Interoception and Lived Experience
We also know that interoception is so vastly different for each one of us. What your body might feel like when you need food is probably different than what my body feels like when I need food. Or what your body feels like when you’re tired or sleepy might be different than what my body feels like when I’m tired or sleepy. We all have such unique inner experiences, and our interoceptive experience is shaped by our neurology, or how we are naturally wired, but it’s also shaped by our lived experience.
My colleagues and I are working really hard at discovering the ideal strategies and approaches to use from day one of life to give us the best chance at nurturing a healthy and helpful interoceptive experience. So, let me tell you just a couple brief tips that we have. We have so many more, but this is hopefully enough to get you started.
3 Tips for Interoception and Early Learners
Tip 1: Interoception Talk
Tip number one is using interoception talk, or body talk. If you’ve heard me discuss this topic before you might have heard this strategy. It’s one of our favorites. This strategy is when the caregivers talk out loud about the way their body is feeling during daily activities.
- “Oh my goodness, my hands feel so warm when you hold it.”
- “Oh, my skin feels so comfortable when you’re cuddling me.”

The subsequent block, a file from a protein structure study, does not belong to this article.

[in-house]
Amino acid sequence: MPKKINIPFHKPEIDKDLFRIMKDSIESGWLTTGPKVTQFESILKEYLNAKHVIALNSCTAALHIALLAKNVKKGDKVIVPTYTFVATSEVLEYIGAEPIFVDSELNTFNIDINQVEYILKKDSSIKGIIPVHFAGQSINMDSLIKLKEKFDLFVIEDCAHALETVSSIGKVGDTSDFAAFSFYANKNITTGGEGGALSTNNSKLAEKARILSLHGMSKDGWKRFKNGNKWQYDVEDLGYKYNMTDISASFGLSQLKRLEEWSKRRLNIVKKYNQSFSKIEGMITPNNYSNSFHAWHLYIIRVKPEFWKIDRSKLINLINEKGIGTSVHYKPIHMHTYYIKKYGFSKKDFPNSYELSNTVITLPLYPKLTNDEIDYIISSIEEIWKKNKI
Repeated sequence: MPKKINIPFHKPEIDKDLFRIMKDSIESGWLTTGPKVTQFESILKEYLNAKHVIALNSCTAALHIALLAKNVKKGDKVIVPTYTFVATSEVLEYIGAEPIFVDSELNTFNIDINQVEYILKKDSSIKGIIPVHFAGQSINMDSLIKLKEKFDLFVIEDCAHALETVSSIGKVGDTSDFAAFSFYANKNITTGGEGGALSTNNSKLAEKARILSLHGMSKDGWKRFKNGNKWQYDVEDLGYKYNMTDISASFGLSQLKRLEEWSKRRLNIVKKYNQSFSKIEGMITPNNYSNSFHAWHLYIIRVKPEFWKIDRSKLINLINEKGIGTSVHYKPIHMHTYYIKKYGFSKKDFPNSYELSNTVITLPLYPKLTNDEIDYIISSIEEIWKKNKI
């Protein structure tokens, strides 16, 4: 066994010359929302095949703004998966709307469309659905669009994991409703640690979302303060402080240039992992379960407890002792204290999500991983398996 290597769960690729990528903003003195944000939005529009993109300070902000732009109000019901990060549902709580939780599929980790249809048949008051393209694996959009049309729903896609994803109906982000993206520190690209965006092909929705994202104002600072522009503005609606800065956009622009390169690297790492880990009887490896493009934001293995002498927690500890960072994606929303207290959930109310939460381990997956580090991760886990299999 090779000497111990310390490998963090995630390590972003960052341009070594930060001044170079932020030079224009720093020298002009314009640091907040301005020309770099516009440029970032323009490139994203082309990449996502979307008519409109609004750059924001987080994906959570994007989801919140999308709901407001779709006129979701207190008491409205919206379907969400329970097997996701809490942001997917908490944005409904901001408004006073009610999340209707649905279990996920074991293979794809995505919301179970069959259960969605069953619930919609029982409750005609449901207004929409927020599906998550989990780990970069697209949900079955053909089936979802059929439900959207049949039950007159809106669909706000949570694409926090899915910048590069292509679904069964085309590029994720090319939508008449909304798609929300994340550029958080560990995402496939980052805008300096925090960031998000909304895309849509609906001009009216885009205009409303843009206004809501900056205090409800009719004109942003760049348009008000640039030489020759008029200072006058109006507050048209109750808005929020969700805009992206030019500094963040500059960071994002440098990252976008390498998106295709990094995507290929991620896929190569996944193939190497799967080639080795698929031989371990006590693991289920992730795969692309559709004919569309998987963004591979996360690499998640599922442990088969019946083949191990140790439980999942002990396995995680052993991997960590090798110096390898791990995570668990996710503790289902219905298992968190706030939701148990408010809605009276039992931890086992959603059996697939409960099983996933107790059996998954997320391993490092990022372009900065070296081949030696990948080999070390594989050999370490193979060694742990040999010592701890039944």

- “My stomach is growling right now, whew, I must need some food.”
Just talking out loud about the way their body is feeling during daily activities, getting that interoception vocabulary out there, and really explicitly demonstrating that noticing the way our body feels is important. The child might be preverbal (e.g., not talking), but we know that early learners are soaking in so much of the language and experiences around them. Why not expose them to interoception modeling and vocabulary early on?
Tip 2: Body Curiosity
Gently, as the child grows, we shift that curiosity to the child. Our second strategy, or tip, is called body curiosity. This is really all about being curious and wondering about that early learner’s inner experience. We can do this even before they might be ready to respond.
One can say, for example:
- “Oh, I notice that you’re crying, I wonder what’s going on.”
- “I notice that you’re moving your body this way, I wonder what that means, I wonder what you’re feeling.”